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Alternative fuel stations: Transport Committee backs draft law to expand networks
thursday, 28. November 2013
EU member states would have to ensure that specified numbers of electric vehicle recharging points and hydrogen and natural gas stations are built by 2020, under a draft directive endorsed by the Transport and Tourism Committee on Tuesday. The draft rules aim to reduce dependence on oil and boost take-up of alternative fuels, so as to help achieve a 60% cut in greenhouse gas emissions from transport by 2050.
The draft rules would require member states to set targets for building publicly-available networks of electric vehicle recharging points and refuelling stations for other alternative fuels, such as hydrogen, Liquefied Natural Gas (LNG) and Compressed Natural Gas (CNG) by 2020.
Private sector players should play a leading role in developing this infrastructure, but member states should provide tax and public procurement incentives for them to do so, say MEPs.
Referring to the vote Commission Vice-President Siim Kallas, in charge of transport, said: "I am very pleased with the positive vote. It strengthens our proposal, especially as regards the minimum infrastructure coverage, information for consumers and innovation aspects. I am confident that ambitious measures will be adopted soon for the benefit of EU citizens and industry".
By 31 December 2020:
- a minimum number of recharging points for electric vehicles provided in the draft directive (see table below) would have to be put into place by member states, especially in towns,
- in countries where hydrogen refuelling points already exist, a sufficient number of refuelling points should be made available, at intervals not exceeding 300 km and with one station per 250.000 inhabitants in urban areas. MEPs added a requirement for building up numbers of hydrogen refuelling points in member states where they do not yet exist, with a deadline of 31 December 2030.
- for heavy duty vehicles, refuelling points for LNG along the roads on the TEN-T Core Network should be established at intervals not exceeding 400 km, including at least one loading point for LNG tank vehicles per country, and
- a sufficient number of CNG refuelling points should be available, at maximum intervals of 100 km and adding one station per 100.000 inhabitants in urban areas.
When setting targets, member states should pay particular attention to proving sufficient number of re-charging points and refuelling points in urban areas, say MEPs.
For maritime and inland navigation the compromise vote is less ambitious than the initial Commission proposal and foresees to provide LNG refuelling in "sufficient number" of maritime and inland ports of the TEN-T core network and within adequate distances, while also taking into account other elements of importance when stablishing a network of LNG refuelling.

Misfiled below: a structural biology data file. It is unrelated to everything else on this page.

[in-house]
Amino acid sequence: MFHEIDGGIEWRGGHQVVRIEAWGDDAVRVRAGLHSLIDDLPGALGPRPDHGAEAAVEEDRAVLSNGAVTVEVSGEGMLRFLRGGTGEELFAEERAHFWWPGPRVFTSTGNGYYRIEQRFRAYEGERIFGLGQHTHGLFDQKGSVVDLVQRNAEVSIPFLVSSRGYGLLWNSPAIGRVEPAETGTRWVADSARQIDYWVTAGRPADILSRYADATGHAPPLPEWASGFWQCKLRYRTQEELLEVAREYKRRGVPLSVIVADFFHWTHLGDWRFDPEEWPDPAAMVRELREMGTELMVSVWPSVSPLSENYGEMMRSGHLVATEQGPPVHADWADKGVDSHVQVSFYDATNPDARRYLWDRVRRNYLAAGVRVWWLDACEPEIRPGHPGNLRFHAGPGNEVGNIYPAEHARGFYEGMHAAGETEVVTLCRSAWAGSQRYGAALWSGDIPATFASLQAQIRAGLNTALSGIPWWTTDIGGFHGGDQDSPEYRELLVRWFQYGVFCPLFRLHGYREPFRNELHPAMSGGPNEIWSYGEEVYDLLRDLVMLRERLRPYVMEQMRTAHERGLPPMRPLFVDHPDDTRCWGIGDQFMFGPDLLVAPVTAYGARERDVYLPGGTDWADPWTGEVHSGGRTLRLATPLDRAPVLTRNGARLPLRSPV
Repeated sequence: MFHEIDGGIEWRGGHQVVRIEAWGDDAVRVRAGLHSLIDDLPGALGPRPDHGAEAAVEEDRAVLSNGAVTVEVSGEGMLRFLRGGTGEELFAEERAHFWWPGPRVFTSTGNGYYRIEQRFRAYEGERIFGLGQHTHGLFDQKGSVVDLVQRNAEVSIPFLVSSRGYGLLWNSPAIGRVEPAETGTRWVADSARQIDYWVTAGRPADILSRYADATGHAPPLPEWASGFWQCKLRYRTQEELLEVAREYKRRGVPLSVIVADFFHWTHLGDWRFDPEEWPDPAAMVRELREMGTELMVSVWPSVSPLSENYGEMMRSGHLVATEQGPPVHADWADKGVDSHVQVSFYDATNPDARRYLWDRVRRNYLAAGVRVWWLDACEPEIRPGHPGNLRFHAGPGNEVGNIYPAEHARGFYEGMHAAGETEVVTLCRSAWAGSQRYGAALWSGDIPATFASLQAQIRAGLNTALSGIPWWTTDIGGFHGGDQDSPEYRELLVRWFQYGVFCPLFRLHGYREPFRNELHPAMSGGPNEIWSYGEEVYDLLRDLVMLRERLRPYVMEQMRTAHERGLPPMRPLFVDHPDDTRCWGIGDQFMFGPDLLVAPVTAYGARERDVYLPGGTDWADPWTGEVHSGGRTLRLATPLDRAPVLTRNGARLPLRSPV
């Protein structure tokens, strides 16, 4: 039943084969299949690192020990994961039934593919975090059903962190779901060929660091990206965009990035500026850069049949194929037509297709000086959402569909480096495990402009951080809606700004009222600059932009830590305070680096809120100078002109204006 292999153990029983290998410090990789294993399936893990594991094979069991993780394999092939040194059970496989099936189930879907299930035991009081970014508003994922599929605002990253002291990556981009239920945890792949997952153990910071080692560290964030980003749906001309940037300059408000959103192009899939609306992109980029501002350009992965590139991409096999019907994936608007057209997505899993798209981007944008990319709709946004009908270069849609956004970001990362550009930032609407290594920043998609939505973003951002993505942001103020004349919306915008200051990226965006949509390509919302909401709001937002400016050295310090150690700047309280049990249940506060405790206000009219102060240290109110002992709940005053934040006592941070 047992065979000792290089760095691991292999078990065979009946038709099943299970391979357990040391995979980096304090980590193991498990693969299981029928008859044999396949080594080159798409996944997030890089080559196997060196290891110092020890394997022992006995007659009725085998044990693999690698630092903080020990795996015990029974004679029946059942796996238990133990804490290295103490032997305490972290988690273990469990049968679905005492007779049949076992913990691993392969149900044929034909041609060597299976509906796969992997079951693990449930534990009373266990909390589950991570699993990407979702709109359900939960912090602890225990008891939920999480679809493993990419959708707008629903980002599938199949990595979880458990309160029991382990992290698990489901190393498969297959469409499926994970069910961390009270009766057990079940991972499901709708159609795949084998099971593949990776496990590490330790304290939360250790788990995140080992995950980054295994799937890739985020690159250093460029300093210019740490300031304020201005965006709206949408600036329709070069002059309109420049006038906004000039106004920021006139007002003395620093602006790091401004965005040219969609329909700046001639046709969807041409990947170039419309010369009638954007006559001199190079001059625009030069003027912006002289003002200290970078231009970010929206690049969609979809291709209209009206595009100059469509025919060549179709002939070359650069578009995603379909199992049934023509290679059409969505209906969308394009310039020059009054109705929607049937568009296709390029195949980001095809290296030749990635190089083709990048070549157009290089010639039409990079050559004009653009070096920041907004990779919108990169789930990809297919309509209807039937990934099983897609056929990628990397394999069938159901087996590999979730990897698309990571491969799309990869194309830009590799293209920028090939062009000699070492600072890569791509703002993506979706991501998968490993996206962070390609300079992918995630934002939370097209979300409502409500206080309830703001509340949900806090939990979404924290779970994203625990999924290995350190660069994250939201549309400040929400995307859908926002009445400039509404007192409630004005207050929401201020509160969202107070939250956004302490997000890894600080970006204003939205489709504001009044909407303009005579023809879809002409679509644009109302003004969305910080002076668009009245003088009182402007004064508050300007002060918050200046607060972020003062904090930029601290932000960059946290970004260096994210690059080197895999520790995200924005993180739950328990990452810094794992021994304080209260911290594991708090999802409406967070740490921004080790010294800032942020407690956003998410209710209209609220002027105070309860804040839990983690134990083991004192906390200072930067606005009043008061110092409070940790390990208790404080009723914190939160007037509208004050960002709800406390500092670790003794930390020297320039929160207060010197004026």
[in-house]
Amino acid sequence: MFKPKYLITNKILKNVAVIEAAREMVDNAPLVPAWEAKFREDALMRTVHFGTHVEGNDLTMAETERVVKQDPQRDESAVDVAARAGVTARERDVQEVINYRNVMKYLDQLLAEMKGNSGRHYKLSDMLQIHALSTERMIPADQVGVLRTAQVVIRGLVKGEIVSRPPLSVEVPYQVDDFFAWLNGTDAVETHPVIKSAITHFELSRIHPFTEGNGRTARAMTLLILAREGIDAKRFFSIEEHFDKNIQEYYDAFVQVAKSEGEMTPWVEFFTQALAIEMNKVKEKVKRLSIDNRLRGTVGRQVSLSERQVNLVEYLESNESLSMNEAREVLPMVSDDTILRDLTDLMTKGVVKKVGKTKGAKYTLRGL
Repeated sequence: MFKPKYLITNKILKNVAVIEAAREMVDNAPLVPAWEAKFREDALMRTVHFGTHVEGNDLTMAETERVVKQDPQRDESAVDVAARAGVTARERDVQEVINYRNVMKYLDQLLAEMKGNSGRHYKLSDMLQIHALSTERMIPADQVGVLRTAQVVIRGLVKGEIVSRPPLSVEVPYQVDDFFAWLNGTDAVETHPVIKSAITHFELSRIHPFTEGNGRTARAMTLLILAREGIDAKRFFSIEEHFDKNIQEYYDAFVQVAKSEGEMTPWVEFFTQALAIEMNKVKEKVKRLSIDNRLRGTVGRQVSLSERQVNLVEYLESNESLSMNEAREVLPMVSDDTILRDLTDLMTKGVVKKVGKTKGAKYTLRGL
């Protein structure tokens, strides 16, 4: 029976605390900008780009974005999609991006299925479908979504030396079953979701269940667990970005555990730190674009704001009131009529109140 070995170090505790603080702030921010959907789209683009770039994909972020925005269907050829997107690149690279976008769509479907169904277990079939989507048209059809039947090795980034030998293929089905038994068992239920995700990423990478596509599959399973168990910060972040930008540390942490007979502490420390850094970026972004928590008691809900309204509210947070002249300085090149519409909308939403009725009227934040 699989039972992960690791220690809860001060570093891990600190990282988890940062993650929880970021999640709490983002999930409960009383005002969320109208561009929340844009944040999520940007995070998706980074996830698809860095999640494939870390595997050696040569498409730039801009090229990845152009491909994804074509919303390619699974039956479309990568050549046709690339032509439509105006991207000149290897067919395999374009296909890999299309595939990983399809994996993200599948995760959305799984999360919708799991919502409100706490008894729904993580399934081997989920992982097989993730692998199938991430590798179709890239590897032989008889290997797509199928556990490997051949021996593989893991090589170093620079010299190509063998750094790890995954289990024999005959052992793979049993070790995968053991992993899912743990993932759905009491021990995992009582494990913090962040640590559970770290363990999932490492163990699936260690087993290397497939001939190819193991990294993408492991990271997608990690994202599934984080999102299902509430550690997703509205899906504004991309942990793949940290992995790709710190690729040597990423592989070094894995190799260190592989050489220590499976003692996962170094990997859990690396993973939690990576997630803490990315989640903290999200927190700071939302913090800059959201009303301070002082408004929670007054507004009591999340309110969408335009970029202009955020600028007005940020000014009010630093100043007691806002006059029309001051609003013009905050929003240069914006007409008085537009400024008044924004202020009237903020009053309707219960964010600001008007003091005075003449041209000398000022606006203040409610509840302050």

Boosting take-up of alternative fuels and technical standars
Nationally-coordinated policy plans would have to include targets and measures to boost the take-up of alternative fuels, said the Transport Committee. These plans should also provide for the supply of “green” electricity and include targets for reducing urban congestion. MEPs pointed out that some funding for these plans could come from EU programmes such as Horizon 2020, the Regional Development Fund, the Cohesion Fund and the Connecting Europe Facility. The Committee furthermore confirms the target to develop common technical standards for CNG and LNG refuelling stations and a gas quality compyling with the standards developed by CEN by 31 December 2015. Additionally, the vote includes a request that litre equivalent pricing may be additionally used, in order to overcome price comparison difficulties for the customer, when for example using kg measruement for CNG and kWh for electric vehicles.
The committee approved the draft directive by 30 votes to 7, with 0 abstentions and gave a mandate to rapporteur Carlo Fidanza (EPP, IT) to start negotiations with the Council with a view to reaching a final agreement in spring 2014.
NGVA Europe comment
The Natural & bio Gas Vehicle Association welcomes the TRAN vote and particularly acknowledges that the Committee confirmed the deadline of 2020, which was under controversial discussion. The vote can be seen as a strong support for methane in transport. With the present vote the Rapporteur has been provided with a solid and constructive mandate to enter trilogue discussions and our industry will carry on to support the Rapporteur in convincing Member States that CNG and LNG, increasingly also coming from renewables, immediately help to reducing significantly emissions and diversify energy supply. Natural Gas Vehicles is the only mature technology for all types of vehicles and transport modes where products are broundly available and also enjoy cutomer acceptance.
NGVA Europe... for sustainable mobility